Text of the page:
Opossums help protect us from Lyme disease. While a number of woodland creatures are running around infested with ticks, opossums obsessively eat, scratch, lick, and chew at the ticks that live in their fur. A single opossum can eliminate an estimated 4,000 ticks  a week, which helps prevent the spread of tick-borne diseases. Source

8

Exquisite Anatomical Pendants of the Heart & Lungs by Deenie Wallace

Oregon-based artist Deenie Wallace composes exquisite glass pendants, which pay homage to the physical and metaphorical beauty of the lungs and heart. With an incredible eye to detail, the romantic pieces are a symbol of love and life.

Made of borosilicate glass, the miniature sculptures showcase a high skill level  as well as a visually pleasing result. Find them in their Etsy shop.

View similar posts here!

The UN is finally going to declassify transgender as a mental illness

The World Health Organisation (WHO) is moving to declassify transgender identity as a mental disorder, as it updates its category of mental illnesses for the first time in decades.

The body, which is the public health agency of the United Nations (UN), is considering making the change in a revised categorisation of mental and behavioural disorders to be released in 2018.

News of the change comes just as a new study published in The Lancet Psychiatry this week advocates that transgender identity should not be diagnosed as a mental disorder.

“Stigma associated with both mental disorder and transgender identity has contributed to the precarious legal status, human rights violations, and barriers to appropriate care among transgender people,” says lead researcher Geoffrey Reed from the National Autonomous University of Mexico.

I happen to live near several First Nations reservations and know a good number of Native people. Never once have I met one who boasted of being one-eighth Swedish. However, a lot of white people are pretty stoked that their great-great-great-great-grandfather may have had an illicit affair with / raped a Cherokee princess, and that’s why they could probably handle a bow and arrow if a zombie apocalypse ever shows up.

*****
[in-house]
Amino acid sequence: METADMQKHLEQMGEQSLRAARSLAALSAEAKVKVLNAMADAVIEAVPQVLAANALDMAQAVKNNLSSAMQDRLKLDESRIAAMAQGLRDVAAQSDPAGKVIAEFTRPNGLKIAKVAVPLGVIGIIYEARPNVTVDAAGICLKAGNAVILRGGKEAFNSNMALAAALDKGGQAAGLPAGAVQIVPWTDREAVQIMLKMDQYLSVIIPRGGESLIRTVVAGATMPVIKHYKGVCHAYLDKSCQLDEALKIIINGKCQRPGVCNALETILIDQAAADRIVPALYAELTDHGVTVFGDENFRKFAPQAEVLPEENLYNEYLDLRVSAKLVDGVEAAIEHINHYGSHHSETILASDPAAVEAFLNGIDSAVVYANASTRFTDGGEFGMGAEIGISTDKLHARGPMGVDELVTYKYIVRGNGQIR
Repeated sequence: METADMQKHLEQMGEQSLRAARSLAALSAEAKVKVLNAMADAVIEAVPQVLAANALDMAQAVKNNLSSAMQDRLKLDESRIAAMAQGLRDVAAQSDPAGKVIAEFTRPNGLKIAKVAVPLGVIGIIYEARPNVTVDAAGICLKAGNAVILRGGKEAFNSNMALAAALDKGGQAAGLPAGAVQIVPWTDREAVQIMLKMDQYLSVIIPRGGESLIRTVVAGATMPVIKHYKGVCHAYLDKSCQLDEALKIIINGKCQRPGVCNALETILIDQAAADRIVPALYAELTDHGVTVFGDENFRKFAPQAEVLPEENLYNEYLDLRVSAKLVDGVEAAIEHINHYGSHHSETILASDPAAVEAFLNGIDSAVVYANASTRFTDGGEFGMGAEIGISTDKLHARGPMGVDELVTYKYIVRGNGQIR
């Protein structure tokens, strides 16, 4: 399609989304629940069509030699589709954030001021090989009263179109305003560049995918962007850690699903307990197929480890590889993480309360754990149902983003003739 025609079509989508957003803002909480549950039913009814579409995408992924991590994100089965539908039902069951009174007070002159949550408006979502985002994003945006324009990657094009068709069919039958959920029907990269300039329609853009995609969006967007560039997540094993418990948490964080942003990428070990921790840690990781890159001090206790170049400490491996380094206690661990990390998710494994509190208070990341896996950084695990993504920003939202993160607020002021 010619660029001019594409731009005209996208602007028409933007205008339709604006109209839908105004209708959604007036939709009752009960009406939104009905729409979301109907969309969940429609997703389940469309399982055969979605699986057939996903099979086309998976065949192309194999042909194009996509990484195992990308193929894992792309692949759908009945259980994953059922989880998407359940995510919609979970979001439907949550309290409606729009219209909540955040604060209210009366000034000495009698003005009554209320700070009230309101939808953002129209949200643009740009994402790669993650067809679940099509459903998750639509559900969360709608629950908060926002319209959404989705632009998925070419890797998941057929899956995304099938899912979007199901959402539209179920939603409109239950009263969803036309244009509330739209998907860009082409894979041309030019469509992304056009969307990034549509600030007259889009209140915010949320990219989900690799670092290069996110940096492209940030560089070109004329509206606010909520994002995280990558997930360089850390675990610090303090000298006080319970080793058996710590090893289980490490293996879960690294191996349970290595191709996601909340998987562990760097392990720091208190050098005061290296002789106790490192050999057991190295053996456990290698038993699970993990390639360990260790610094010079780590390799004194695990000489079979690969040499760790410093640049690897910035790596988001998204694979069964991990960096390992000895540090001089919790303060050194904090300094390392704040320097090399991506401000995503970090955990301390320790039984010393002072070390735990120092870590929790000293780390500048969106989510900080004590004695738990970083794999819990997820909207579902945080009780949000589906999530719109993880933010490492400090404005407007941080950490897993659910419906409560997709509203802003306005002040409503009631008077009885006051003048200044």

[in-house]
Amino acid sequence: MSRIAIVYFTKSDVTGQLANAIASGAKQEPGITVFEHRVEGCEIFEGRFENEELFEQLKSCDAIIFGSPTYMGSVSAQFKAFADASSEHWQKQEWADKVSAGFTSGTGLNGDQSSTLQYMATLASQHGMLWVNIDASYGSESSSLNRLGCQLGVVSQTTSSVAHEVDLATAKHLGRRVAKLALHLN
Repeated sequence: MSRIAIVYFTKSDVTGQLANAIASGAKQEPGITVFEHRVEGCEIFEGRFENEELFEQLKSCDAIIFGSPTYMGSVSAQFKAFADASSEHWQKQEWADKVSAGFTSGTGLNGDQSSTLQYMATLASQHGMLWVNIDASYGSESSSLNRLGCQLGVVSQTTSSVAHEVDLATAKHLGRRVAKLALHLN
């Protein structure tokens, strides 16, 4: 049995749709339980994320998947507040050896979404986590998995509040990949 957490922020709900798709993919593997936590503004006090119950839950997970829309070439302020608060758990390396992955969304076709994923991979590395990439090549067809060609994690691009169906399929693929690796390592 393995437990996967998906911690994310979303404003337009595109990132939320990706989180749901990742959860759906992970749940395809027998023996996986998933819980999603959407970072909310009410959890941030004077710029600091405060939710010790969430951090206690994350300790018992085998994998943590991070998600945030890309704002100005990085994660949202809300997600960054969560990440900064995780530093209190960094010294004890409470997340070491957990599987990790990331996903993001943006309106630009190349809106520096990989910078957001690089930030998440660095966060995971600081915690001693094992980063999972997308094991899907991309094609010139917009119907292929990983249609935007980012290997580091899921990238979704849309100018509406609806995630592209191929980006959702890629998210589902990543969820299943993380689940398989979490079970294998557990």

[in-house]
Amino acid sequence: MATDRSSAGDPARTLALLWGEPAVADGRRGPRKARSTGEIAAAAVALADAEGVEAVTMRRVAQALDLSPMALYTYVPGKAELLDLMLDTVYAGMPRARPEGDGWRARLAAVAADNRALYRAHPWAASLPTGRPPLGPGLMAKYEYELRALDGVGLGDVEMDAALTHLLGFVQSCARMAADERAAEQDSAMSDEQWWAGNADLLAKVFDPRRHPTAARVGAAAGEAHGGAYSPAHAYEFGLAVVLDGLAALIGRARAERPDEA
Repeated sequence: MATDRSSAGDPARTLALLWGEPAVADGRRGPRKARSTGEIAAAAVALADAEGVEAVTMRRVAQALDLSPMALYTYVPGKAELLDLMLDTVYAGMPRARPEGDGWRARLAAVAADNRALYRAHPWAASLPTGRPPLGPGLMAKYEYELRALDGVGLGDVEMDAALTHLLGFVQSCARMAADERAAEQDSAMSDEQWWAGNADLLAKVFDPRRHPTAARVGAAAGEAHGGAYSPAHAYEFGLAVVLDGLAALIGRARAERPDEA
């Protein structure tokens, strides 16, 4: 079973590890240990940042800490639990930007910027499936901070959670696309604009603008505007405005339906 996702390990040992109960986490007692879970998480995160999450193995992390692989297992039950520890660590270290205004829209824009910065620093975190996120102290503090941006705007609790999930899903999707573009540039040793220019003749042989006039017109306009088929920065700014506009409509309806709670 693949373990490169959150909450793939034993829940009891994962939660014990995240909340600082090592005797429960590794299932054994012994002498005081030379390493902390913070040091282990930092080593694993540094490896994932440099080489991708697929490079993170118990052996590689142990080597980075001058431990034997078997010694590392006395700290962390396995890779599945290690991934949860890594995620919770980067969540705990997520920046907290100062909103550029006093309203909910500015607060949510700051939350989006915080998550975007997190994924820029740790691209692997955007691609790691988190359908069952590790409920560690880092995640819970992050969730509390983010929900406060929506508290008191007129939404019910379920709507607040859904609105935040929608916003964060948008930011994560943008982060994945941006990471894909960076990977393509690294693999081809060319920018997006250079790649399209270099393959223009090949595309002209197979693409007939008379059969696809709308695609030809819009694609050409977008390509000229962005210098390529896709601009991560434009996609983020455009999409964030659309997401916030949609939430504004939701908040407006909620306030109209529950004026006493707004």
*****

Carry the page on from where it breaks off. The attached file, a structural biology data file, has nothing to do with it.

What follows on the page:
In 2000, about 729,000 Americans identified as Cherokee. By 2010, that number had risen to 820,000. More than any other tribe, Cherokee is the one people are pretty sure they have an ancestor from, despite not being able to name the ancestor or show any proof of such an ancestor, because such an ancestor never existed. It’s not just guys who squint in the sun and look like Steven Seagal who think this way, either. Celebrities like Johnny Deep, Johnny Cash, and Miley Cyrus have all been pretty sure they’re Cherokee as well.

So if your boss isn’t Cherokee, why does he keep telling people he is every Thanksgiving? There’s a long, robust history behind this bullshit that first stems from a hint of reality and then gets shat about by idjits, as is the case with most things.

Bizarre Claims That Annoying People Use To Be ‘Unique’

7

This is Part 2 of our story about how cunning aquarists and colleagues cracked the code of comb jelly culture. Click here for Part 1.

Untangling comb jelly culture was a little fishy.

Even with decades of attempts, finding the Golidlocks point for cold-water comb jellies to feel “just right” and reproduce was as elusive as ever. But then, in March 2015, Senior Aquarist Wyatt Patry joined a Monterey Bay Aquarium Research Institute (MBARI) expedition, led by marine biologist Dr. Steve Haddock, in the Gulf of California. 

And it just so happened that, Dr. William Browne—a professor at the University of Miami studying comb jellies from an evolutionary biology angle—was also onboard.

“Literally within 10 minutes of meeting, we delved into Mnemiopsis culturing,” Wyatt says.

In our exhibits, the aquarists had been feeding adult comb jellies—which are hermaphroditic, both male and female at the same time—baby brine shrimp and tiny crustaceans called copepods.

But Dr. Browne told Wyatt the key to keeping baby comb jellies alive is to feed their parents larval fishes.

Wyatt quickly got in touch with MacKenzie and advised her to switch the comb jelly feed to newborn zebrafish. Suddenly, MacKenzie’s innovative spawning methods worked.

“As soon as we started feeding the adults larval fish, we had super-healthy adults, and the quality and quantity of embryos exploded,” she says.